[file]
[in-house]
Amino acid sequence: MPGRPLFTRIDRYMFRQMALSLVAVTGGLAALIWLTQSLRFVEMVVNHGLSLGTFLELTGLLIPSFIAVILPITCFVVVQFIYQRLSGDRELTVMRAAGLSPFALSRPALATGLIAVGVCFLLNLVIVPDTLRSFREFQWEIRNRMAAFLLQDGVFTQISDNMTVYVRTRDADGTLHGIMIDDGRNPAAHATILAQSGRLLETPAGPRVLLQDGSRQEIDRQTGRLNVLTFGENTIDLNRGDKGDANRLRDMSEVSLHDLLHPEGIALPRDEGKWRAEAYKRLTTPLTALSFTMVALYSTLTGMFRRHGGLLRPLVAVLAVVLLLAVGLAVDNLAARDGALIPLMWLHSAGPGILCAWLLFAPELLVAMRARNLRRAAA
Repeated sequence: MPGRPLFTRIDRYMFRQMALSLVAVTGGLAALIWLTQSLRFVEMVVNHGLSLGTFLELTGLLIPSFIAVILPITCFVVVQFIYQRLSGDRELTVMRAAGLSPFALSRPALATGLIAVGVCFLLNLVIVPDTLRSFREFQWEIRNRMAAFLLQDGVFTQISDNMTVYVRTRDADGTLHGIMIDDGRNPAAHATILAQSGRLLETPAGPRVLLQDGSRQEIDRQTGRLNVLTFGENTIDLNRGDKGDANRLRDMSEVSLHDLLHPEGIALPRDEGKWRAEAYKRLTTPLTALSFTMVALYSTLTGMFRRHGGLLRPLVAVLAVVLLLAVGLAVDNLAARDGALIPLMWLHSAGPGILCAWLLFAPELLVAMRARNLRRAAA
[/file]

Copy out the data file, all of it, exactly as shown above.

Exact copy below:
[in-house]
Amino acid sequence: MPGRPLFTRIDRYMFRQMALSLVAVTGGLAALIWLTQSLRFVEMVVNHGLSLGTFLELTGLLIPSFIAVILPITCFVVVQFIYQRLSGDRELTVMRAAGLSPFALSRPALATGLIAVGVCFLLNLVIVPDTLRSFREFQWEIRNRMAAFLLQDGVFTQISDNMTVYVRTRDADGTLHGIMIDDGRNPAAHATILAQSGRLLETPAGPRVLLQDGSRQEIDRQTGRLNVLTFGENTIDLNRGDKGDANRLRDMSEVSLHDLLHPEGIALPRDEGKWRAEAYKRLTTPLTALSFTMVALYSTLTGMFRRHGGLLRPLVAVLAVVLLLAVGLAVDNLAARDGALIPLMWLHSAGPGILCAWLLFAPELLVAMRARNLRRAAA
Repeated sequence: MPGRPLFTRIDRYMFRQMALSLVAVTGGLAALIWLTQSLRFVEMVVNHGLSLGTFLELTGLLIPSFIAVILPITCFVVVQFIYQRLSGDRELTVMRAAGLSPFALSRPALATGLIAVGVCFLLNLVIVPDTLRSFREFQWEIRNRMAAFLLQDGVFTQISDNMTVYVRTRDADGTLHGIMIDDGRNPAAHATILAQSGRLLETPAGPRVLLQDGSRQEIDRQTGRLNVLTFGENTIDLNRGDKGDANRLRDMSEVSLHDLLHPEGIALPRDEGKWRAEAYKRLTTPLTALSFTMVALYSTLTGMFRRHGGLLRPLVAVLAVVLLLAVGLAVDNLAARDGALIPLMWLHSAGPGILCAWLLFAPELLVAMRARNLRRAAA